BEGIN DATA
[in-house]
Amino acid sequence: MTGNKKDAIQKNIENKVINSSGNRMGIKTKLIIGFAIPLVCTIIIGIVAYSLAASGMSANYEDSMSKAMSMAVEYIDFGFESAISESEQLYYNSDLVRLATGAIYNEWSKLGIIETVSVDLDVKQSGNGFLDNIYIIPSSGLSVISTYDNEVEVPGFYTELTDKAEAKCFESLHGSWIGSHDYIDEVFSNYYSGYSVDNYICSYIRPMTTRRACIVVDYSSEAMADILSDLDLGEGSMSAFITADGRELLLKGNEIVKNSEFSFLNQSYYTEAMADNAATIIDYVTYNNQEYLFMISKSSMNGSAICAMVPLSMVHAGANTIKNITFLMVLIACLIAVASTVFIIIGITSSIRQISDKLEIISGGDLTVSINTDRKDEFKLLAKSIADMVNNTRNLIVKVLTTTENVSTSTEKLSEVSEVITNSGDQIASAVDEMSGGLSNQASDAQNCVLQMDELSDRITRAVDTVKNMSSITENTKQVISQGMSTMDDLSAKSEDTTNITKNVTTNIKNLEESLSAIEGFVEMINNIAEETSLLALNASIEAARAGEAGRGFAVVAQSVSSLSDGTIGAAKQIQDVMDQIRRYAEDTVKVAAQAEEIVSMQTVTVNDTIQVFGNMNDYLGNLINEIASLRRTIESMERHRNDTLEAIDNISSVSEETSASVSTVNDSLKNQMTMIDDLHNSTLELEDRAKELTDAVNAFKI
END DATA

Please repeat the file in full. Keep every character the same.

[in-house]
Amino acid sequence: MTGNKKDAIQKNIENKVINSSGNRMGIKTKLIIGFAIPLVCTIIIGIVAYSLAASGMSANYEDSMSKAMSMAVEYIDFGFESAISESEQLYYNSDLVRLATGAIYNEWSKLGIIETVSVDLDVKQSGNGFLDNIYIIPSSGLSVISTYDNEVEVPGFYTELTDKAEAKCFESLHGSWIGSHDYIDEVFSNYYSGYSVDNYICSYIRPMTTRRACIVVDYSSEAMADILSDLDLGEGSMSAFITADGRELLLKGNEIVKNSEFSFLNQSYYTEAMADNAATIIDYVTYNNQEYLFMISKSSMNGSAICAMVPLSMVHAGANTIKNITFLMVLIACLIAVASTVFIIIGITSSIRQISDKLEIISGGDLTVSINTDRKDEFKLLAKSIADMVNNTRNLIVKVLTTTENVSTSTEKLSEVSEVITNSGDQIASAVDEMSGGLSNQASDAQNCVLQMDELSDRITRAVDTVKNMSSITENTKQVISQGMSTMDDLSAKSEDTTNITKNVTTNIKNLEESLSAIEGFVEMINNIAEETSLLALNASIEAARAGEAGRGFAVVAQSVSSLSDGTIGAAKQIQDVMDQIRRYAEDTVKVAAQAEEIVSMQTVTVNDTIQVFGNMNDYLGNLINEIASLRRTIESMERHRNDTLEAIDNISSVSEETSASVSTVNDSLKNQMTMIDDLHNSTLELEDRAKELTDAVNAFKI